Mr. Meadowcroft

Is there not a great difference between 1948 and now, especially the time during which people have to survive on supplementary benefit, which was much shorter then? It is the long—term existence on the benefit that is so debilitating, and that problem is very different from those of 20, 30 or 40 years ago.

Dr. Boyson

I appreciate the difference between the two, and this is why the long-term supplementary benefit was brought in for those who had been on it for more than a year.

I grant the hon. Gentleman that there is a difference between the laying down of regulations and a system relying on discretion. There are advantages both ways. The staff in the local offices to whom I have talked prefer that there should be regulations governing what is allowed or not allowed. They used to get many calls because different offices would give different figures, and there were sometimes unpleasant scenes, whereas now there is a rule book that can be referred to.

A number of hon. Members have spoken as though we are undermining the Social Security Advisory Committee, but we in fact established it, and are replacing people who have left. We have just sent it a package of 54 proposals for summer regulations, and we are consulting the committee in full on all of it. Tonight we are dealing with three changes under the urgency provisions—about 5 per cent. of them. Out of fairness to the Government, that should be pointed out.

Before I sum up I shall answer the point made by the hon. Member for Pontypridd (Mr. John) about misleading. We do not intend to mislead now, and we did not in 1981. We were given legal advice that we were making a consolidation and not a change. The hon. Member spoke about local offices. Some of them thought that the law had changed — the hon. Member was right to say that. Advice was then issued on what we thought the law meant in October 1981, before the consolidation, and we believed that that is what it meant after the consolidation. I shall send the hon. Member a copy of a long circular covering the single payments regulation, issued in 1981, because it sets out the belief that we were acting on. We were doing what we thought had been done before. and that is why the 1981 change was considered to be consolidation.

Two points have been made in the debate. One is about whether the benefit is consecutive or concurrent. If supplementary benefit is a benefit of last resort, it should be given only when no other money is available. If a person has enough on which to live for some weeks, to give that person the benefit would take it away from somebody else who needed it. Therefore, it is a matter of honour as much as of finance.

The Government's actions are right. We are returning to what we believe was the previous position. If people can set up on their own in unfurnished accommodation and immediately get second—hand furniture installed with the aid of supplementary benefit, the family unit would not be encouraged. It would instead encourage people to move away from the family after the slightest argument and it would be costly. [Interruption.] The hon. Member for Oldham, West (Mr. Meacher) may disagree, but I have spent much time with adolescents and know that they have huge arguments with their parents. The hon. Member may not be aware of that—he may have lived in a different society. I have worked in down-town areas as much as any hon. Member, and know that immediately after arguments many adolescents would live on their own if they could, but that after a few days the family unit is re—established.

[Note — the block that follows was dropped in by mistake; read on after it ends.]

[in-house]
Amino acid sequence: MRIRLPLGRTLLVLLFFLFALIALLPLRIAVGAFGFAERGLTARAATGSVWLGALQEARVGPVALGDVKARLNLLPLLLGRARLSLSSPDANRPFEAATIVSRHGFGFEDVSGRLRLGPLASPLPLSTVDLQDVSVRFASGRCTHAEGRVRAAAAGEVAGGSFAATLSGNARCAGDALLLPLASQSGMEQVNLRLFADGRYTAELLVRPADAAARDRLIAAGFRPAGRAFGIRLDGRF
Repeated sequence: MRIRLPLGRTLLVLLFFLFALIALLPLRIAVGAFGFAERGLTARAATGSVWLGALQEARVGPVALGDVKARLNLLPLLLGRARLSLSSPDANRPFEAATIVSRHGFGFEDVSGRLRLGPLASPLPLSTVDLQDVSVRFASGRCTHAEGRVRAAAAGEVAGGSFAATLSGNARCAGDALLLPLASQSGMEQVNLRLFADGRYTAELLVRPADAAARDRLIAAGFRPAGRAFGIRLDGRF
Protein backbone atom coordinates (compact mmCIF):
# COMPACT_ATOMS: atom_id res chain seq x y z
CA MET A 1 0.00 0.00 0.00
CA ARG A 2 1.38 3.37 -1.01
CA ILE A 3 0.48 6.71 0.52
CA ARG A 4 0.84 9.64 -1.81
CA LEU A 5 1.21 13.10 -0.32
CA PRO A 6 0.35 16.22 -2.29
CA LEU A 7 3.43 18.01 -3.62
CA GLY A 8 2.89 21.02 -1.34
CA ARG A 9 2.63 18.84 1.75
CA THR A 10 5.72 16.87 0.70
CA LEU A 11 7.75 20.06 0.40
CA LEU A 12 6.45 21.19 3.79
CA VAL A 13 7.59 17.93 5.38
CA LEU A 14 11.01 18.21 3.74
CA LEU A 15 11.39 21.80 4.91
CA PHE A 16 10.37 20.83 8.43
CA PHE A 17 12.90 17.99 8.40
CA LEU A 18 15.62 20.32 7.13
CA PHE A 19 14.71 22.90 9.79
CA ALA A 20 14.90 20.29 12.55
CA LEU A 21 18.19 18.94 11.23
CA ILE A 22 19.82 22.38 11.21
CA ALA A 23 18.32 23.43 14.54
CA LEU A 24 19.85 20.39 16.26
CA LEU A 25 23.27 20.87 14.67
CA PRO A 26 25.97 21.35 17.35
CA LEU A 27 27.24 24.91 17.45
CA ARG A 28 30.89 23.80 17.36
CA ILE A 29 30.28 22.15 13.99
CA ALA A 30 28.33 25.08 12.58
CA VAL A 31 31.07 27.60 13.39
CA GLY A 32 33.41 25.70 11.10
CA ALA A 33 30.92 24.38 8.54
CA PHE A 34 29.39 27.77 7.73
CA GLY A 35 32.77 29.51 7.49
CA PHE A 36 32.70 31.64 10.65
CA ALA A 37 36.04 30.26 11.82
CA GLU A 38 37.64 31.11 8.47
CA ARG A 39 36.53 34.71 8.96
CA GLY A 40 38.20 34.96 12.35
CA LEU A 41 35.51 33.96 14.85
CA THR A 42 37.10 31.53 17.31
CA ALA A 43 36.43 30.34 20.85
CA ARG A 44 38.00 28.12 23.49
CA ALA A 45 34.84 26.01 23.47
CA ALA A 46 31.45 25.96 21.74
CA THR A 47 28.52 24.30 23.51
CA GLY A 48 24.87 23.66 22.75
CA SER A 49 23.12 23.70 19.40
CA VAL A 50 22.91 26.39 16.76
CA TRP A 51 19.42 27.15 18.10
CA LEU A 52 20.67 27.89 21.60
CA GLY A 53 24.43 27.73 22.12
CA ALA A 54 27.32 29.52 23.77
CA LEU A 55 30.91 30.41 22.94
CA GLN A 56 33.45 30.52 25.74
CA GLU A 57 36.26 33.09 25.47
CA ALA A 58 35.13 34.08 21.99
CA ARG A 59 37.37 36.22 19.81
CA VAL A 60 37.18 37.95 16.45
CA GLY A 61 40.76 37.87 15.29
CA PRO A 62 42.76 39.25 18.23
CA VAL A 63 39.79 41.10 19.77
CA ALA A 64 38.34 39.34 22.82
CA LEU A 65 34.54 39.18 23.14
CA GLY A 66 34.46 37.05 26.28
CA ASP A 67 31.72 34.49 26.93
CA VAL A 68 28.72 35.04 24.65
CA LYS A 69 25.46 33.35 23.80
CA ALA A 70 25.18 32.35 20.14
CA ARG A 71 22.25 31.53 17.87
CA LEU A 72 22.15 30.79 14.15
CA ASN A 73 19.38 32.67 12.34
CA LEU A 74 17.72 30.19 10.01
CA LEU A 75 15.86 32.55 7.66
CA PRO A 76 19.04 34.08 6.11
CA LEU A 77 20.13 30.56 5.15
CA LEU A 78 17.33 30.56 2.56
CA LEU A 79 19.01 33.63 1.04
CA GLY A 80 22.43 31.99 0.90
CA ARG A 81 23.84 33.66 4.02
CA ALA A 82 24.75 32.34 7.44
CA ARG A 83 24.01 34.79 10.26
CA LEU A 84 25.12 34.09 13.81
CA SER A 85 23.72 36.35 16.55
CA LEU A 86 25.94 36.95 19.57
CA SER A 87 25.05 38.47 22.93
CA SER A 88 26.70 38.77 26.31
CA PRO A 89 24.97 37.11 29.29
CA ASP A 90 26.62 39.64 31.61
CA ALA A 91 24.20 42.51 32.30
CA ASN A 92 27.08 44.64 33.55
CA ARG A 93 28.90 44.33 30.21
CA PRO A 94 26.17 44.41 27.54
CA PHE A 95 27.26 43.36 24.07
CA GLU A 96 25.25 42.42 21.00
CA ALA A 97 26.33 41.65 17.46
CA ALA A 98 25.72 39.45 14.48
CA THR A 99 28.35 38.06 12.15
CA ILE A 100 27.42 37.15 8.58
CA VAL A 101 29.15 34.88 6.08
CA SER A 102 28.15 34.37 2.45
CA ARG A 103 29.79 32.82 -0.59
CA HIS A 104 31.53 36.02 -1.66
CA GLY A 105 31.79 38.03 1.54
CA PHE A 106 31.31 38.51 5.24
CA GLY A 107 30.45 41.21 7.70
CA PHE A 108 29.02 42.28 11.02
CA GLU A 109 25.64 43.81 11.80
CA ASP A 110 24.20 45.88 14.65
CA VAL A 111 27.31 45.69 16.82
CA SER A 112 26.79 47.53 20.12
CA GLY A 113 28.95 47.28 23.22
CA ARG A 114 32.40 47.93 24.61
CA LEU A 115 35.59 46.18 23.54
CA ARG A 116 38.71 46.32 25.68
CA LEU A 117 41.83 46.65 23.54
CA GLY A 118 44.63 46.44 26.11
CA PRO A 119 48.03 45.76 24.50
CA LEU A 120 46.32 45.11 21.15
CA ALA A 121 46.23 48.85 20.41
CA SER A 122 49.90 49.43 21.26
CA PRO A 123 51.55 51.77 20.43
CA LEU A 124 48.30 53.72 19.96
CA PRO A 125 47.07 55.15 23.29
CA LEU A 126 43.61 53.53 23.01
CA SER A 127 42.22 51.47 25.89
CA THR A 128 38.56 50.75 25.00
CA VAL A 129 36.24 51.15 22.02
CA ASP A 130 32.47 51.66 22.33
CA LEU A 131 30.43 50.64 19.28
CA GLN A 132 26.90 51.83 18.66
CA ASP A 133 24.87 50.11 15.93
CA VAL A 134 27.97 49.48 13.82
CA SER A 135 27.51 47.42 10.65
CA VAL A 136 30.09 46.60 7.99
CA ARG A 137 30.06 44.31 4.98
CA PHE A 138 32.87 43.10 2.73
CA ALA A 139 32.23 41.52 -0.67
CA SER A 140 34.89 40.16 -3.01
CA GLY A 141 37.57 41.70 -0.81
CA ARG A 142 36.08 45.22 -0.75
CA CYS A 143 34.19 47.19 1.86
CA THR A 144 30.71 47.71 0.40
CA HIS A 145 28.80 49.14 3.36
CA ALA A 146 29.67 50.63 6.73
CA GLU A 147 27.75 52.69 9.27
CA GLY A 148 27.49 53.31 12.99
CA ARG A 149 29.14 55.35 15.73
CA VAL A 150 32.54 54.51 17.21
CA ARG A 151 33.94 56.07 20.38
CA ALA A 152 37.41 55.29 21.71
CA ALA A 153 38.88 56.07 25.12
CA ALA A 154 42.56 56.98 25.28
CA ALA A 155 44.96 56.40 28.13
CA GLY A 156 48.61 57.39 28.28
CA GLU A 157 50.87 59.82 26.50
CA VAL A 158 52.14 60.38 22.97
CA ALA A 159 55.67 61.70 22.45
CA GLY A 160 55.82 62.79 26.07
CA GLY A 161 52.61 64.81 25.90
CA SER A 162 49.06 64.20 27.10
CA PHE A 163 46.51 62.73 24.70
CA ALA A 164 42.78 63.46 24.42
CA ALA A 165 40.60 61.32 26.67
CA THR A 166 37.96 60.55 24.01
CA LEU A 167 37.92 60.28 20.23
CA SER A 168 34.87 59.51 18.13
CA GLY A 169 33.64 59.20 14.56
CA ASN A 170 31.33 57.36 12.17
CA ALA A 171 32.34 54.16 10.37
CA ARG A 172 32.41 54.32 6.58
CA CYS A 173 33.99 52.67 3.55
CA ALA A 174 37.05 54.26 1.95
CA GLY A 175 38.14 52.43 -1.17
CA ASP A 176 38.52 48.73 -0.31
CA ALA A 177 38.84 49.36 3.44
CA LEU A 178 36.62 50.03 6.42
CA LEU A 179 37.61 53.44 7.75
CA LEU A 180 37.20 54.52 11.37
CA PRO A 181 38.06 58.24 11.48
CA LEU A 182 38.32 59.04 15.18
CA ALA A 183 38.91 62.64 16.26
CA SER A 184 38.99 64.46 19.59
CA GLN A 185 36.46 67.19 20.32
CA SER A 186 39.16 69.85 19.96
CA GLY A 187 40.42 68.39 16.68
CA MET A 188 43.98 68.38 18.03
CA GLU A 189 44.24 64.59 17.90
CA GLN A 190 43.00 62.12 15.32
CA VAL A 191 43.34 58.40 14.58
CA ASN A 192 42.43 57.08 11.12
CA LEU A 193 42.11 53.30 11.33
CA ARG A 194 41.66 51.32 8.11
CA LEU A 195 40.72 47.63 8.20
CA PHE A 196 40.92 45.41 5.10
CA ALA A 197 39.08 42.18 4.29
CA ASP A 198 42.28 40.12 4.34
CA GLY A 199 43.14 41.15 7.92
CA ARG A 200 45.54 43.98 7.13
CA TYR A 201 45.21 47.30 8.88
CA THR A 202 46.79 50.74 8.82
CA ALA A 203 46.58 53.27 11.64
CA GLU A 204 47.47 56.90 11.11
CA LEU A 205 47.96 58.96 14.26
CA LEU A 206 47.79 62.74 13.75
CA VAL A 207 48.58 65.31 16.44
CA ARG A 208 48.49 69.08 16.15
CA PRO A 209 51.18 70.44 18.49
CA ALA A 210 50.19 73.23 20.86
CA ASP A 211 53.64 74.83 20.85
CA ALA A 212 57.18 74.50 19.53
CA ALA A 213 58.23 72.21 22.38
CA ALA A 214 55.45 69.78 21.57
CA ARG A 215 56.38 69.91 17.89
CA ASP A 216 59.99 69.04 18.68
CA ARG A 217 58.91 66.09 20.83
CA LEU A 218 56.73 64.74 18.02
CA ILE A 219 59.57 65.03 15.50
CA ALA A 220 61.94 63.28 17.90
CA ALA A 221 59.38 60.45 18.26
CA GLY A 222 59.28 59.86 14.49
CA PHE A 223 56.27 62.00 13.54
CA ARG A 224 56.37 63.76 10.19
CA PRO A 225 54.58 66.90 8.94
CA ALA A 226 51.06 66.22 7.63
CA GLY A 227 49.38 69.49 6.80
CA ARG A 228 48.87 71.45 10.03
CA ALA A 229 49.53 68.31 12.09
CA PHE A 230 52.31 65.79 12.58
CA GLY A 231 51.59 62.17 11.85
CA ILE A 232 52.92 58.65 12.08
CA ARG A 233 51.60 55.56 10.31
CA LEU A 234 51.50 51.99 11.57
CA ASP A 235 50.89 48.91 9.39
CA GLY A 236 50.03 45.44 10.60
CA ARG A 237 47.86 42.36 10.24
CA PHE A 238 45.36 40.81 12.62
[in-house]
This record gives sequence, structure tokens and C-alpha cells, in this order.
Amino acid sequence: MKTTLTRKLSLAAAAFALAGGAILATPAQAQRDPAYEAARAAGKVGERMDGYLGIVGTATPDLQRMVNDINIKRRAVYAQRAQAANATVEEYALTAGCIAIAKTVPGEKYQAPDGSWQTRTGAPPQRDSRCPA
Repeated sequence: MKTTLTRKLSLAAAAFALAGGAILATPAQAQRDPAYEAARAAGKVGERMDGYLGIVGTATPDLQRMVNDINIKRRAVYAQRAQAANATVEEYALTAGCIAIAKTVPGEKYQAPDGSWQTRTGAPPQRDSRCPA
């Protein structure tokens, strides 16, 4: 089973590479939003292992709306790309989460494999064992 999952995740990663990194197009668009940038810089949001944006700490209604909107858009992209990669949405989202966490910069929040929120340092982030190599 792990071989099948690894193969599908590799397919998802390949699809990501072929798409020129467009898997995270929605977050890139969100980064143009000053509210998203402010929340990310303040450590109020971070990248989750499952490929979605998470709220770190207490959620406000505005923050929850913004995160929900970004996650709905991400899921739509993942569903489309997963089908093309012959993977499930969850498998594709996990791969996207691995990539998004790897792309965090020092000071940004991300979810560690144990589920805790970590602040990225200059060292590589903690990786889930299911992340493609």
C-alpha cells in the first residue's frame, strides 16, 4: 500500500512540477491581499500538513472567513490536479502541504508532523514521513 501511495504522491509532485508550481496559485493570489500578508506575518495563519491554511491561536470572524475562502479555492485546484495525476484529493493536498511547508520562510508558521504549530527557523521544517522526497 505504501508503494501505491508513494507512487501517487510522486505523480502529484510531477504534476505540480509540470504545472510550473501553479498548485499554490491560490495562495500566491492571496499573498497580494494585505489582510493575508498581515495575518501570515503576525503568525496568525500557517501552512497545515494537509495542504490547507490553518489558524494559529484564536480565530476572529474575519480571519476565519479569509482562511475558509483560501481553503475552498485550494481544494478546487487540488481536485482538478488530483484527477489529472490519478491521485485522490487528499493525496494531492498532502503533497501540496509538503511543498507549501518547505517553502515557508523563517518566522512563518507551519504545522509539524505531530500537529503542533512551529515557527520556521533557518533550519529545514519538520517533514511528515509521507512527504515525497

It would be entirely wrong if working people who could not afford to buy furniture for unfurnished accommodation [Dr. Boyson] discovered that people on supplementary benefit had that privilege. We do not want to create such a gap between working and non-working people.

The Government, with these regulations, are moving the supplementary benefit system back to where we believed it was, as the Labour Government did with the housewife's non-contributory invalidity pension. I have no doubt that if the Labour party were in office now it would do exactly the same.

11.17 pm
Mrs. Margaret Beckett (Derby, South)

We have heard a rather sorry tale told in a rather sorry way. It involves bungling, incompetence and, at best and at worst, illegal action by the Government. Unfortunately, that is not untypical.

In recent weeks in Committee and on the Floor of the House during Health and Social Security Bill debates we have repeatedly heard of changes that must be made in the law, in regulations and in the schedule because the Government have got it wrong, the law does not do what they thought it did, and must be changed to what they imagined it was. All hon. Members are aware that this is the season for repeats on television, but we did not expect so many during social security debates.

When the Minister began he might have expected and, indeed, received, some sympathy. All hon. Members know what it is like to defend a poor case, and a decision in which one had no part and which was perhaps made in good faith. However, whatever sympathy he had was dissipated by his attitude. Our sympathy for him was further tempered and ultimately extinguished when we considered how much sympathy the Government have for the claimants affected by the regulations. The Minister is accustomed to busking his way through awkward positions, but some occasions are less suitable than others for that technique, and this is one of them.